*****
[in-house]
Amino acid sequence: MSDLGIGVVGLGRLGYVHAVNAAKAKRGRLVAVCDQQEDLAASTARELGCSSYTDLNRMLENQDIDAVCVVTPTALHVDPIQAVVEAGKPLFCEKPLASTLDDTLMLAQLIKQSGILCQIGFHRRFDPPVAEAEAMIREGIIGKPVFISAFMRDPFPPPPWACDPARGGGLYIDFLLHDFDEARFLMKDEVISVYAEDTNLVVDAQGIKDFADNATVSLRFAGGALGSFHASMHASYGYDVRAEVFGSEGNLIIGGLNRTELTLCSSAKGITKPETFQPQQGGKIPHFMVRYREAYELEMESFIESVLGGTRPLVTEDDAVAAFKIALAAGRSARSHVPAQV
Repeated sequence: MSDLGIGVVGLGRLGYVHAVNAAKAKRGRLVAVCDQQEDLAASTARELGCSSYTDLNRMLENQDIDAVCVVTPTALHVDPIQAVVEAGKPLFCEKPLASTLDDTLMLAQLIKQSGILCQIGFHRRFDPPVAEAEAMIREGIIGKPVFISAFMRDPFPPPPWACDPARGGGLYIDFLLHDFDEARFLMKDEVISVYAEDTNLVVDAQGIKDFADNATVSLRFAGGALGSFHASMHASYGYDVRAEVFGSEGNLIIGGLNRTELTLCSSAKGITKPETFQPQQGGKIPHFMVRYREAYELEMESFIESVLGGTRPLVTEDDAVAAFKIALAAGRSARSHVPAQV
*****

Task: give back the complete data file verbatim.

[in-house]
Amino acid sequence: MSDLGIGVVGLGRLGYVHAVNAAKAKRGRLVAVCDQQEDLAASTARELGCSSYTDLNRMLENQDIDAVCVVTPTALHVDPIQAVVEAGKPLFCEKPLASTLDDTLMLAQLIKQSGILCQIGFHRRFDPPVAEAEAMIREGIIGKPVFISAFMRDPFPPPPWACDPARGGGLYIDFLLHDFDEARFLMKDEVISVYAEDTNLVVDAQGIKDFADNATVSLRFAGGALGSFHASMHASYGYDVRAEVFGSEGNLIIGGLNRTELTLCSSAKGITKPETFQPQQGGKIPHFMVRYREAYELEMESFIESVLGGTRPLVTEDDAVAAFKIALAAGRSARSHVPAQV
Repeated sequence: MSDLGIGVVGLGRLGYVHAVNAAKAKRGRLVAVCDQQEDLAASTARELGCSSYTDLNRMLENQDIDAVCVVTPTALHVDPIQAVVEAGKPLFCEKPLASTLDDTLMLAQLIKQSGILCQIGFHRRFDPPVAEAEAMIREGIIGKPVFISAFMRDPFPPPPWACDPARGGGLYIDFLLHDFDEARFLMKDEVISVYAEDTNLVVDAQGIKDFADNATVSLRFAGGALGSFHASMHASYGYDVRAEVFGSEGNLIIGGLNRTELTLCSSAKGITKPETFQPQQGGKIPHFMVRYREAYELEMESFIESVLGGTRPLVTEDDAVAAFKIALAAGRSARSHVPAQV